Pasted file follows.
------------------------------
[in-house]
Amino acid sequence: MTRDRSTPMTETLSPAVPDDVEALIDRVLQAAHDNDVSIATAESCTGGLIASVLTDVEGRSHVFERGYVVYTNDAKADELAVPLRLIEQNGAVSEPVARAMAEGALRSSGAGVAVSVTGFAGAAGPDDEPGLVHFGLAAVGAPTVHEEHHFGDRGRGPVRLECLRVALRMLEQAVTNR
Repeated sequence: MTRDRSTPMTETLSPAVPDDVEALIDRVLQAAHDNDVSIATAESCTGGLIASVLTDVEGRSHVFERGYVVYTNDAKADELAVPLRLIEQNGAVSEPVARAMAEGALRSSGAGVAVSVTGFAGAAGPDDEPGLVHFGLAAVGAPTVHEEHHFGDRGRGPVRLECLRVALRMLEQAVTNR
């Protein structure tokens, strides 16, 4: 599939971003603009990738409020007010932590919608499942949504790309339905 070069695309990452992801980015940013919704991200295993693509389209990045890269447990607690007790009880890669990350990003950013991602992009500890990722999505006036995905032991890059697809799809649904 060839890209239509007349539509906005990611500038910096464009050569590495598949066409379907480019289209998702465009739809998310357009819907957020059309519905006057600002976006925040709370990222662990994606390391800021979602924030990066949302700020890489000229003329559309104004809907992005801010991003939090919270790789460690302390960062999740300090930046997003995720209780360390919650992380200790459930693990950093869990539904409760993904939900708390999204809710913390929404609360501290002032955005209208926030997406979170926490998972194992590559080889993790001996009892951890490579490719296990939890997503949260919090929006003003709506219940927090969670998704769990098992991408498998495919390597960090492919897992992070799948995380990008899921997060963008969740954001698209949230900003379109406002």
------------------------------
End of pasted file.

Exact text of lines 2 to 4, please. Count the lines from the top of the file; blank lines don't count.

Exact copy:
Amino acid sequence: MTRDRSTPMTETLSPAVPDDVEALIDRVLQAAHDNDVSIATAESCTGGLIASVLTDVEGRSHVFERGYVVYTNDAKADELAVPLRLIEQNGAVSEPVARAMAEGALRSSGAGVAVSVTGFAGAAGPDDEPGLVHFGLAAVGAPTVHEEHHFGDRGRGPVRLECLRVALRMLEQAVTNR
Repeated sequence: MTRDRSTPMTETLSPAVPDDVEALIDRVLQAAHDNDVSIATAESCTGGLIASVLTDVEGRSHVFERGYVVYTNDAKADELAVPLRLIEQNGAVSEPVARAMAEGALRSSGAGVAVSVTGFAGAAGPDDEPGLVHFGLAAVGAPTVHEEHHFGDRGRGPVRLECLRVALRMLEQAVTNR
């Protein structure tokens, strides 16, 4: 599939971003603009990738409020007010932590919608499942949504790309339905 070069695309990452992801980015940013919704991200295993693509389209990045890269447990607690007790009880890669990350990003950013991602992009500890990722999505006036995905032991890059697809799809649904 060839890209239509007349539509906005990611500038910096464009050569590495598949066409379907480019289209998702465009739809998310357009819907957020059309519905006057600002976006925040709370990222662990994606390391800021979602924030990066949302700020890489000229003329559309104004809907992005801010991003939090919270790789460690302390960062999740300090930046997003995720209780360390919650992380200790459930693990950093869990539904409760993904939900708390999204809710913390929404609360501290002032955005209208926030997406979170926490998972194992590559080889993790001996009892951890490579490719296990939890997503949260919090929006003003709506219940927090969670998704769990098992991408498998495919390597960090492919897992992070799948995380990008899921997060963008969740954001698209949230900003379109406002």